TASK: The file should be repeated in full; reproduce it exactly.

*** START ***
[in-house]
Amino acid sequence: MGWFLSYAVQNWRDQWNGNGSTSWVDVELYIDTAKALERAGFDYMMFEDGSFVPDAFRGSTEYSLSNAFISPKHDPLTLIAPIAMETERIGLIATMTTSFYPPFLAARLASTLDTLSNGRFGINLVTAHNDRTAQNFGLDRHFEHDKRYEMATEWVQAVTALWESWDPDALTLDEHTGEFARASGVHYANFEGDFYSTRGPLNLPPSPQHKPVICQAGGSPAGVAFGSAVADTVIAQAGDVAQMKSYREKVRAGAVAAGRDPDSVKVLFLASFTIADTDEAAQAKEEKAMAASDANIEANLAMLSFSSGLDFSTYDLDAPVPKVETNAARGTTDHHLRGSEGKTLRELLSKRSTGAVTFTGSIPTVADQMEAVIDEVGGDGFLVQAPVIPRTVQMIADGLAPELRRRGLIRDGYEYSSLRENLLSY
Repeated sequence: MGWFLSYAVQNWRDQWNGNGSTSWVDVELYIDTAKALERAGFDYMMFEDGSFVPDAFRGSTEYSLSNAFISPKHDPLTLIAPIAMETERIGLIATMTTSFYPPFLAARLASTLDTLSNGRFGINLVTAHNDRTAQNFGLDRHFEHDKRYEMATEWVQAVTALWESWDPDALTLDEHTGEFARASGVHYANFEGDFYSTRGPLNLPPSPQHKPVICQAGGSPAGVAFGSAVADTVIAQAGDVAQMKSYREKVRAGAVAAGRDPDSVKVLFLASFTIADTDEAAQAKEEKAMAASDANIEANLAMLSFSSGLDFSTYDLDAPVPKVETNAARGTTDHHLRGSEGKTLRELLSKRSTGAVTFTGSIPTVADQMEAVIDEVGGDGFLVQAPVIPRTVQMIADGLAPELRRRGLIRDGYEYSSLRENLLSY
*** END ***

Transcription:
[in-house]
Amino acid sequence: MGWFLSYAVQNWRDQWNGNGSTSWVDVELYIDTAKALERAGFDYMMFEDGSFVPDAFRGSTEYSLSNAFISPKHDPLTLIAPIAMETERIGLIATMTTSFYPPFLAARLASTLDTLSNGRFGINLVTAHNDRTAQNFGLDRHFEHDKRYEMATEWVQAVTALWESWDPDALTLDEHTGEFARASGVHYANFEGDFYSTRGPLNLPPSPQHKPVICQAGGSPAGVAFGSAVADTVIAQAGDVAQMKSYREKVRAGAVAAGRDPDSVKVLFLASFTIADTDEAAQAKEEKAMAASDANIEANLAMLSFSSGLDFSTYDLDAPVPKVETNAARGTTDHHLRGSEGKTLRELLSKRSTGAVTFTGSIPTVADQMEAVIDEVGGDGFLVQAPVIPRTVQMIADGLAPELRRRGLIRDGYEYSSLRENLLSY
Repeated sequence: MGWFLSYAVQNWRDQWNGNGSTSWVDVELYIDTAKALERAGFDYMMFEDGSFVPDAFRGSTEYSLSNAFISPKHDPLTLIAPIAMETERIGLIATMTTSFYPPFLAARLASTLDTLSNGRFGINLVTAHNDRTAQNFGLDRHFEHDKRYEMATEWVQAVTALWESWDPDALTLDEHTGEFARASGVHYANFEGDFYSTRGPLNLPPSPQHKPVICQAGGSPAGVAFGSAVADTVIAQAGDVAQMKSYREKVRAGAVAAGRDPDSVKVLFLASFTIADTDEAAQAKEEKAMAASDANIEANLAMLSFSSGLDFSTYDLDAPVPKVETNAARGTTDHHLRGSEGKTLRELLSKRSTGAVTFTGSIPTVADQMEAVIDEVGGDGFLVQAPVIPRTVQMIADGLAPELRRRGLIRDGYEYSSLRENLLSY